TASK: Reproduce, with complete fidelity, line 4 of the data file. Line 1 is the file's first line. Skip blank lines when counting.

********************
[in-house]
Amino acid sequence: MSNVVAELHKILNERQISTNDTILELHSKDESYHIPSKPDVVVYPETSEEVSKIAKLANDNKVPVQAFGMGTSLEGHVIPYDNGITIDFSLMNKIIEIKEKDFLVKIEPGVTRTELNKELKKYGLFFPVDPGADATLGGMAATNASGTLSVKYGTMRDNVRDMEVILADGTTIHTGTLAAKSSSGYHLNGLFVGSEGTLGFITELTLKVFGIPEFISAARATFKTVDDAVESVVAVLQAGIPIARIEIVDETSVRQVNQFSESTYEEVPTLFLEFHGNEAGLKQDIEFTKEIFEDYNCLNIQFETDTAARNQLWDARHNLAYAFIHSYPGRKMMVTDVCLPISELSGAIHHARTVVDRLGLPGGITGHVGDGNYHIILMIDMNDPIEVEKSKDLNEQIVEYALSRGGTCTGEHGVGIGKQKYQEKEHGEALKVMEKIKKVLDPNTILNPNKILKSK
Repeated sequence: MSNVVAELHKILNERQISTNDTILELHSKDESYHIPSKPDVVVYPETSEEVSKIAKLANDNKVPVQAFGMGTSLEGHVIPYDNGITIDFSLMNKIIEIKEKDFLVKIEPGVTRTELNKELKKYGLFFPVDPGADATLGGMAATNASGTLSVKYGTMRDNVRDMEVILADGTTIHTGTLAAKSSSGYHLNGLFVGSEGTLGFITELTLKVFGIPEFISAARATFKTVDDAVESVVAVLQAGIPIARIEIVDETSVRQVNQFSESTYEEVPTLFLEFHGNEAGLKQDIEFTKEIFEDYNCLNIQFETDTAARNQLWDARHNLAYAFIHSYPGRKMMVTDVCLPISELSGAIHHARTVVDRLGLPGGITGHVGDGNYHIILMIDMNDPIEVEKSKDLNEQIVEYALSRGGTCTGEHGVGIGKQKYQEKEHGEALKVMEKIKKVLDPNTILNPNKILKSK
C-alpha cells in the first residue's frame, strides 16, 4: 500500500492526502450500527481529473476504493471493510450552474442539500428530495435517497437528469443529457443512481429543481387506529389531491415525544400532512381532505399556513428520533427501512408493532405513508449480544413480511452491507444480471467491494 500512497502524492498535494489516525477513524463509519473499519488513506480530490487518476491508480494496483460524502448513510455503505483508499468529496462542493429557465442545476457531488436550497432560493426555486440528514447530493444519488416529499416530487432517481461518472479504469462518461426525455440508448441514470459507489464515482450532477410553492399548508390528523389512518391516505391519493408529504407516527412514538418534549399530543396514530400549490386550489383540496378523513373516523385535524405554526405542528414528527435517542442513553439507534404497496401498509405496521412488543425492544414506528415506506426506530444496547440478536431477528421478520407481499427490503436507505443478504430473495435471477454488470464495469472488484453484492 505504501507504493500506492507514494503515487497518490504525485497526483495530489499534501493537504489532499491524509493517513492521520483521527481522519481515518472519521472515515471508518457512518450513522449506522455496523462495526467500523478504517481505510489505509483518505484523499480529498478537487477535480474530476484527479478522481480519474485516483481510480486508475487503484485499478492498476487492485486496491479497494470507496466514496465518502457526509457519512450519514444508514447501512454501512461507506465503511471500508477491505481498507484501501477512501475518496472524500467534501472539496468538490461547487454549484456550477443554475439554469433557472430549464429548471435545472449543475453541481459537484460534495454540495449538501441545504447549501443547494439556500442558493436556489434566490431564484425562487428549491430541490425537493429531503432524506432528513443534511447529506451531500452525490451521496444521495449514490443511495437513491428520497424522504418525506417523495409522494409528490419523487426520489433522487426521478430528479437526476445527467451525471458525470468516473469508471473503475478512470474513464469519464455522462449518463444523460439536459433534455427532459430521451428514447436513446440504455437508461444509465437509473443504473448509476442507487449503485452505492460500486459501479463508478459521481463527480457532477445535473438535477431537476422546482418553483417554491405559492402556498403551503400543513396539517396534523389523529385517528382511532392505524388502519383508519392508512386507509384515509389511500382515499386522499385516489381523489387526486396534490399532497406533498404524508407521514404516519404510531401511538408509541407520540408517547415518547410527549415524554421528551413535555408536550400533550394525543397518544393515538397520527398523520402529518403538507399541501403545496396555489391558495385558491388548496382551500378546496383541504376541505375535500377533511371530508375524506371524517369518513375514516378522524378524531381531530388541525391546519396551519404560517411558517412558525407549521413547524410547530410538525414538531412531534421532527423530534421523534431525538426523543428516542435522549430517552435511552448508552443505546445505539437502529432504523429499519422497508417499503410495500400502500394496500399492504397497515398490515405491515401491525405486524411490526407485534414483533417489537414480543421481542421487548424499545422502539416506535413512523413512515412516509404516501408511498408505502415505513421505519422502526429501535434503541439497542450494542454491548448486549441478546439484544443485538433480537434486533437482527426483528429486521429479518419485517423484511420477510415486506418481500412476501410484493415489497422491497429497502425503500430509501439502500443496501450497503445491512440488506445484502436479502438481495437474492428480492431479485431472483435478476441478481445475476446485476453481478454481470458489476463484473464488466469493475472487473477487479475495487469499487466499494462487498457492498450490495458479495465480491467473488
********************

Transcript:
C-alpha cells in the first residue's frame, strides 16, 4: 500500500492526502450500527481529473476504493471493510450552474442539500428530495435517497437528469443529457443512481429543481387506529389531491415525544400532512381532505399556513428520533427501512408493532405513508449480544413480511452491507444480471467491494 500512497502524492498535494489516525477513524463509519473499519488513506480530490487518476491508480494496483460524502448513510455503505483508499468529496462542493429557465442545476457531488436550497432560493426555486440528514447530493444519488416529499416530487432517481461518472479504469462518461426525455440508448441514470459507489464515482450532477410553492399548508390528523389512518391516505391519493408529504407516527412514538418534549399530543396514530400549490386550489383540496378523513373516523385535524405554526405542528414528527435517542442513553439507534404497496401498509405496521412488543425492544414506528415506506426506530444496547440478536431477528421478520407481499427490503436507505443478504430473495435471477454488470464495469472488484453484492 505504501507504493500506492507514494503515487497518490504525485497526483495530489499534501493537504489532499491524509493517513492521520483521527481522519481515518472519521472515515471508518457512518450513522449506522455496523462495526467500523478504517481505510489505509483518505484523499480529498478537487477535480474530476484527479478522481480519474485516483481510480486508475487503484485499478492498476487492485486496491479497494470507496466514496465518502457526509457519512450519514444508514447501512454501512461507506465503511471500508477491505481498507484501501477512501475518496472524500467534501472539496468538490461547487454549484456550477443554475439554469433557472430549464429548471435545472449543475453541481459537484460534495454540495449538501441545504447549501443547494439556500442558493436556489434566490431564484425562487428549491430541490425537493429531503432524506432528513443534511447529506451531500452525490451521496444521495449514490443511495437513491428520497424522504418525506417523495409522494409528490419523487426520489433522487426521478430528479437526476445527467451525471458525470468516473469508471473503475478512470474513464469519464455522462449518463444523460439536459433534455427532459430521451428514447436513446440504455437508461444509465437509473443504473448509476442507487449503485452505492460500486459501479463508478459521481463527480457532477445535473438535477431537476422546482418553483417554491405559492402556498403551503400543513396539517396534523389523529385517528382511532392505524388502519383508519392508512386507509384515509389511500382515499386522499385516489381523489387526486396534490399532497406533498404524508407521514404516519404510531401511538408509541407520540408517547415518547410527549415524554421528551413535555408536550400533550394525543397518544393515538397520527398523520402529518403538507399541501403545496396555489391558495385558491388548496382551500378546496383541504376541505375535500377533511371530508375524506371524517369518513375514516378522524378524531381531530388541525391546519396551519404560517411558517412558525407549521413547524410547530410538525414538531412531534421532527423530534421523534431525538426523543428516542435522549430517552435511552448508552443505546445505539437502529432504523429499519422497508417499503410495500400502500394496500399492504397497515398490515405491515401491525405486524411490526407485534414483533417489537414480543421481542421487548424499545422502539416506535413512523413512515412516509404516501408511498408505502415505513421505519422502526429501535434503541439497542450494542454491548448486549441478546439484544443485538433480537434486533437482527426483528429486521429479518419485517423484511420477510415486506418481500412476501410484493415489497422491497429497502425503500430509501439502500443496501450497503445491512440488506445484502436479502438481495437474492428480492431479485431472483435478476441478481445475476446485476453481478454481470458489476463484473464488466469493475472487473477487479475495487469499487466499494462487498457492498450490495458479495465480491467473488